Interview with INED researcher Wilfried Rault on a study of gay and lesbian social and geographic mobility
(Interview from May 2017)
How was this study conducted? What makes it unprecedented?
The study is based on data collected for the last edition of major national survey on the family in France. INSEE has been conducting the Famille survey, conducted by INED since the 1950s, is based on the population census and therefore enables us to access a vast, representative sample of the French population. The initial aim of this survey was to study female fertility, but its frame and topics were gradually extended; men were questioned for the first time in 1999. The goal of the 2011 edition, entitled Family and housing, was to provide a fuller account of family situation diversity. Questions on the PACS (France’s civil union arrangement), multiresidence and—our subject here—the possibility of reporting a same-sex spouse or partner were added to the survey questionnaire. With this new information, we have been able to study the social and geographic mobility of gay and lesbian cohabiting couples.
The question was first studied in the 1980s, a period marked by the arrival of AIDS. Michael Pollack, a pioneer in this field, conducted a series of interviews and undertook different studies, but the tools of analysis of the time—surveys based on samples of volunteers—limited the scope of the results; moreover, men only were studied.
What have you found?
Same-sex cohabiting couples have experienced greater social mobility than their different-sex counterparts. With social origin controlled for, gays and lesbians show higher average educational attainment. This may be the effect of self-reporting (people with higher cultural capital are more likely to report atypical couple situations); it may also be explained by the same type of strategic investment in education as is found for other minority groups.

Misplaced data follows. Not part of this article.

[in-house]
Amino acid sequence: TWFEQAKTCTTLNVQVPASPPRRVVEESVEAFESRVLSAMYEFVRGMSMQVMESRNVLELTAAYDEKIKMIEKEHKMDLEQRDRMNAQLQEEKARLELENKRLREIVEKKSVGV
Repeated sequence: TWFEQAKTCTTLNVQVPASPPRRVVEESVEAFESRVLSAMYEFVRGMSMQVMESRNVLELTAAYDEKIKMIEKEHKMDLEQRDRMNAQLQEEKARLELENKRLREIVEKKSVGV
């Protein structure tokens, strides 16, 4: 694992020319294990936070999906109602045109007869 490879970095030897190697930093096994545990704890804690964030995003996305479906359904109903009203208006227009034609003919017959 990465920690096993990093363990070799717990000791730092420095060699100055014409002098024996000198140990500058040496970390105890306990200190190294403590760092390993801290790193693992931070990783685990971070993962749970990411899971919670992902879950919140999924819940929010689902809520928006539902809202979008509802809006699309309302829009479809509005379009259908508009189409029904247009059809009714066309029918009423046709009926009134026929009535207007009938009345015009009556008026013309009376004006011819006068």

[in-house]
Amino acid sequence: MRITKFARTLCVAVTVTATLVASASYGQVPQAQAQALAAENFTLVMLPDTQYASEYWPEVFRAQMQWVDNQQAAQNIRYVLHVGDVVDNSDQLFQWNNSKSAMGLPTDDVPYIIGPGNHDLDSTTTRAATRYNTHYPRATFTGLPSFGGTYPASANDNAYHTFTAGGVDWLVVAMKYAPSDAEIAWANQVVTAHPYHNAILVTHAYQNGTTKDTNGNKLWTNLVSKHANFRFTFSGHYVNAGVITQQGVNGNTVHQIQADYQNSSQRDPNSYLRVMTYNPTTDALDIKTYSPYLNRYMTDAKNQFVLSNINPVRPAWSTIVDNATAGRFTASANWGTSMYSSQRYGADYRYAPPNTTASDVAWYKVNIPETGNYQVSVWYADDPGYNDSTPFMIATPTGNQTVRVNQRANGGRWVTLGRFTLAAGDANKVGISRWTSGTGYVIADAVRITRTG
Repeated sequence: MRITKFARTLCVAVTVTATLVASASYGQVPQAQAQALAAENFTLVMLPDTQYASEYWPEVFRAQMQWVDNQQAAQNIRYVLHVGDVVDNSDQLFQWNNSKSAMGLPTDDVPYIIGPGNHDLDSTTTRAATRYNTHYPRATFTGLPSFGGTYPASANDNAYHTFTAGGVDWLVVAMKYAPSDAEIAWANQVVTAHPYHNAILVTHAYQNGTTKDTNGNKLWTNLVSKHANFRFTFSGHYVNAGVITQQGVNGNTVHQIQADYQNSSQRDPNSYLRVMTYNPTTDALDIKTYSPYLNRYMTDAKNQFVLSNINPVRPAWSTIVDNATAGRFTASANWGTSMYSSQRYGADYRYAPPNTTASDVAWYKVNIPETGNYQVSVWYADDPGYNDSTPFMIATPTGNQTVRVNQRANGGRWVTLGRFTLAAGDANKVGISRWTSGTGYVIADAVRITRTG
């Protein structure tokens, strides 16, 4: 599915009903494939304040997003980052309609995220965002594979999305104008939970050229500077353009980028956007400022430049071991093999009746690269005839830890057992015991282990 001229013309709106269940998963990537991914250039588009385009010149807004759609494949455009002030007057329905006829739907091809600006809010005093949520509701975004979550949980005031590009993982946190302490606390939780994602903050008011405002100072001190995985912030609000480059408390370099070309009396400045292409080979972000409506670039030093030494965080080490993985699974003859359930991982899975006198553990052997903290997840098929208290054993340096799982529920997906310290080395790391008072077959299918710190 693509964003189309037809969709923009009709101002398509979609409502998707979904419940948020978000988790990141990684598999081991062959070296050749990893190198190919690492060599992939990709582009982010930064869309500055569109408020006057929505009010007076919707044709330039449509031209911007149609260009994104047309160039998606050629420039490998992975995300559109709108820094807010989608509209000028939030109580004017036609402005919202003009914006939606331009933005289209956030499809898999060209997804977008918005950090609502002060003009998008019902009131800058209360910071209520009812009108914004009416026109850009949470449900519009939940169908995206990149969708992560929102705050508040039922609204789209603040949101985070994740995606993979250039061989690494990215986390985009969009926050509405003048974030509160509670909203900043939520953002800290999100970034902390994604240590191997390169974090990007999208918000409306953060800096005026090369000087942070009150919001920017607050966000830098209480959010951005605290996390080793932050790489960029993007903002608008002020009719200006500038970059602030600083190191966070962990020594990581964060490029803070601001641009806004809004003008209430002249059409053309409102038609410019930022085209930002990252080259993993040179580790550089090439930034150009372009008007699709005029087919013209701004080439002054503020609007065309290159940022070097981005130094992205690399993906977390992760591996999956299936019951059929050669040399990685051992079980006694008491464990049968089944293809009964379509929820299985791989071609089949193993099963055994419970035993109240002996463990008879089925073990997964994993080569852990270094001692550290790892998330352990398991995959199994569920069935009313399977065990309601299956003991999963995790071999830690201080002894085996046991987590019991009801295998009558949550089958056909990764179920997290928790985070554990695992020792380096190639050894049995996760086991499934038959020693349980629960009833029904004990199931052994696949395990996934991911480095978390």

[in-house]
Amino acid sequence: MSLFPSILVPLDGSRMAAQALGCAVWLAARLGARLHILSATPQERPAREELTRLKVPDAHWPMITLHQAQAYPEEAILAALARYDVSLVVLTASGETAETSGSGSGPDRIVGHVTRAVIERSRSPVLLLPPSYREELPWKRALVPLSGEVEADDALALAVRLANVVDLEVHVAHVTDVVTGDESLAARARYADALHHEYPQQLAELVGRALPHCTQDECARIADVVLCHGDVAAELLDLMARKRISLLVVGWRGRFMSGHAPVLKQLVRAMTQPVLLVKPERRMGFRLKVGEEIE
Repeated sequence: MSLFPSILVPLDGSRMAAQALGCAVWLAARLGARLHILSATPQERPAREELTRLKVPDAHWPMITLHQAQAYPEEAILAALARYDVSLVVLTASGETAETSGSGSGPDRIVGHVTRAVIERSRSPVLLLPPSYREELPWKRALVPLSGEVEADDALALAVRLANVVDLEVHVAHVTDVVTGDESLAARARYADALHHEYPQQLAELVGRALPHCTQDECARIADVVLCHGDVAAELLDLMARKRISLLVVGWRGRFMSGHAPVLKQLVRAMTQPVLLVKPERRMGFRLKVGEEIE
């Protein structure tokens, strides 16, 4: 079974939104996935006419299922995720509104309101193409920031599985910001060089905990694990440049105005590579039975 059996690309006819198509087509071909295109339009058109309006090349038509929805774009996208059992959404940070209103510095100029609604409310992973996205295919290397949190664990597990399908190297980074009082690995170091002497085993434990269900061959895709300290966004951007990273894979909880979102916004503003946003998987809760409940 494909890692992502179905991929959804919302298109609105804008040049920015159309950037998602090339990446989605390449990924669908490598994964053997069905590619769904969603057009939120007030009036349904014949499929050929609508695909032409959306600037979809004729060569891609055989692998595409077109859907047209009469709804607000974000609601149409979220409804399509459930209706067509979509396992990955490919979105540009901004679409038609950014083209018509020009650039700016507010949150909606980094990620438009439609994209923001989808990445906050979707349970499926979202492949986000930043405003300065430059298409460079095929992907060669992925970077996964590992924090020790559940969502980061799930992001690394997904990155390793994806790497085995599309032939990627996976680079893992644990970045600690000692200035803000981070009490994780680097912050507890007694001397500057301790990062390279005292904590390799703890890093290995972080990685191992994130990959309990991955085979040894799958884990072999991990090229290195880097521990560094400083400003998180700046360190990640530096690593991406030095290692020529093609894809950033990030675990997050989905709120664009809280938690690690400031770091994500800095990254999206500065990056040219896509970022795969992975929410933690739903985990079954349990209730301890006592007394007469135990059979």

Geographic mobility is stronger among gays and lesbians: they generally live further than their straight counterparts from place of birth and parents and more often in the Paris region (men in particular). However, women in same-sex couples who have children live on average closer to their parents.
It is of considerable interest that life trajectories seem to follow different models by sexual orientation. From this perspective, homosexuality appears not only a type of sexual behavior but also a characteristic likely to structure individual trajectories.
What would you say were the limitations of the study?
The questionnaire did not collect sexual orientation, which was instead and solely deduced from the indication of spouse’s or partner’s sex. This means that we could not take into account the social and geographic mobility of single gays and lesbians. Another limitation was not having the information needed to reconstruct trajectories in their entirety. The survey could be further developed to collect such information. Generally speaking, in order to catch up in this area, to develop quantitative approaches to the study of homosexualities, the existing tools must be considerably improved.